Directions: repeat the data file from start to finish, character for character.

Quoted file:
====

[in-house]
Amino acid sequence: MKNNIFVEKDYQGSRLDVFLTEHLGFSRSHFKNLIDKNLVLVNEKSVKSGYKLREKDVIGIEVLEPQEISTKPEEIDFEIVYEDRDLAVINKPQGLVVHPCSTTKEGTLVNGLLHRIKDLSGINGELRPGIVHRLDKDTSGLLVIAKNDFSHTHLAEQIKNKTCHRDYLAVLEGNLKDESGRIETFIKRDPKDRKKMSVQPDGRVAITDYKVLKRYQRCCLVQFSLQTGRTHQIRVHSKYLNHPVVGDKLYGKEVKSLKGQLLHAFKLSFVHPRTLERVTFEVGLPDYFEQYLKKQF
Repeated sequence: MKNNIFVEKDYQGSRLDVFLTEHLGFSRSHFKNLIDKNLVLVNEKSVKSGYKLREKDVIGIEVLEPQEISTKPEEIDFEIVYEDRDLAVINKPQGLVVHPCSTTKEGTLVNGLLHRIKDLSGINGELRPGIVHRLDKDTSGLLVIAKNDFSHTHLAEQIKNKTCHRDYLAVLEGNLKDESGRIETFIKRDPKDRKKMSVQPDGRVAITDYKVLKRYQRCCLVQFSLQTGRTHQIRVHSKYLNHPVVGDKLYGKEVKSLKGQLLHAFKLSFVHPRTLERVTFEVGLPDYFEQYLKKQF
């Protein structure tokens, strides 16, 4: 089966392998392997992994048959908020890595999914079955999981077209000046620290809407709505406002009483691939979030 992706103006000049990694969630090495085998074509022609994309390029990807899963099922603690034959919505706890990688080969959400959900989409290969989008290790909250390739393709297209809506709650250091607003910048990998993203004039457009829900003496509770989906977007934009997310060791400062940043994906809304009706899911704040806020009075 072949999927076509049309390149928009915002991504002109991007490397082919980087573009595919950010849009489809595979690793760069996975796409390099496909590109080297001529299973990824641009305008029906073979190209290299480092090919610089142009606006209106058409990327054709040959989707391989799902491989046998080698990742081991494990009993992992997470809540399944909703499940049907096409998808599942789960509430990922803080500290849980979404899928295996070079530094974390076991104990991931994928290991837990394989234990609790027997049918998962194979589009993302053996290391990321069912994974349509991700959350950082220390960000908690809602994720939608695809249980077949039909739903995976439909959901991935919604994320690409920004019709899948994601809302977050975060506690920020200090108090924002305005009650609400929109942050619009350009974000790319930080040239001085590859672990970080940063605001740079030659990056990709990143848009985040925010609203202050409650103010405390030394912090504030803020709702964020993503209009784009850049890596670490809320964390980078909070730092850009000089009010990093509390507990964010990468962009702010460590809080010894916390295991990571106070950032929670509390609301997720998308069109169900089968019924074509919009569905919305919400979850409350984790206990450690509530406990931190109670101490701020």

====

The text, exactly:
[in-house]
Amino acid sequence: MKNNIFVEKDYQGSRLDVFLTEHLGFSRSHFKNLIDKNLVLVNEKSVKSGYKLREKDVIGIEVLEPQEISTKPEEIDFEIVYEDRDLAVINKPQGLVVHPCSTTKEGTLVNGLLHRIKDLSGINGELRPGIVHRLDKDTSGLLVIAKNDFSHTHLAEQIKNKTCHRDYLAVLEGNLKDESGRIETFIKRDPKDRKKMSVQPDGRVAITDYKVLKRYQRCCLVQFSLQTGRTHQIRVHSKYLNHPVVGDKLYGKEVKSLKGQLLHAFKLSFVHPRTLERVTFEVGLPDYFEQYLKKQF
Repeated sequence: MKNNIFVEKDYQGSRLDVFLTEHLGFSRSHFKNLIDKNLVLVNEKSVKSGYKLREKDVIGIEVLEPQEISTKPEEIDFEIVYEDRDLAVINKPQGLVVHPCSTTKEGTLVNGLLHRIKDLSGINGELRPGIVHRLDKDTSGLLVIAKNDFSHTHLAEQIKNKTCHRDYLAVLEGNLKDESGRIETFIKRDPKDRKKMSVQPDGRVAITDYKVLKRYQRCCLVQFSLQTGRTHQIRVHSKYLNHPVVGDKLYGKEVKSLKGQLLHAFKLSFVHPRTLERVTFEVGLPDYFEQYLKKQF
């Protein structure tokens, strides 16, 4: 089966392998392997992994048959908020890595999914079955999981077209000046620290809407709505406002009483691939979030 992706103006000049990694969630090495085998074509022609994309390029990807899963099922603690034959919505706890990688080969959400959900989409290969989008290790909250390739393709297209809506709650250091607003910048990998993203004039457009829900003496509770989906977007934009997310060791400062940043994906809304009706899911704040806020009075 072949999927076509049309390149928009915002991504002109991007490397082919980087573009595919950010849009489809595979690793760069996975796409390099496909590109080297001529299973990824641009305008029906073979190209290299480092090919610089142009606006209106058409990327054709040959989707391989799902491989046998080698990742081991494990009993992992997470809540399944909703499940049907096409998808599942789960509430990922803080500290849980979404899928295996070079530094974390076991104990991931994928290991837990394989234990609790027997049918998962194979589009993302053996290391990321069912994974349509991700959350950082220390960000908690809602994720939608695809249980077949039909739903995976439909959901991935919604994320690409920004019709899948994601809302977050975060506690920020200090108090924002305005009650609400929109942050619009350009974000790319930080040239001085590859672990970080940063605001740079030659990056990709990143848009985040925010609203202050409650103010405390030394912090504030803020709702964020993503209009784009850049890596670490809320964390980078909070730092850009000089009010990093509390507990964010990468962009702010460590809080010894916390295991990571106070950032929670509390609301997720998308069109169900089968019924074509919009569905919305919400979850409350984790206990450690509530406990931190109670101490701020």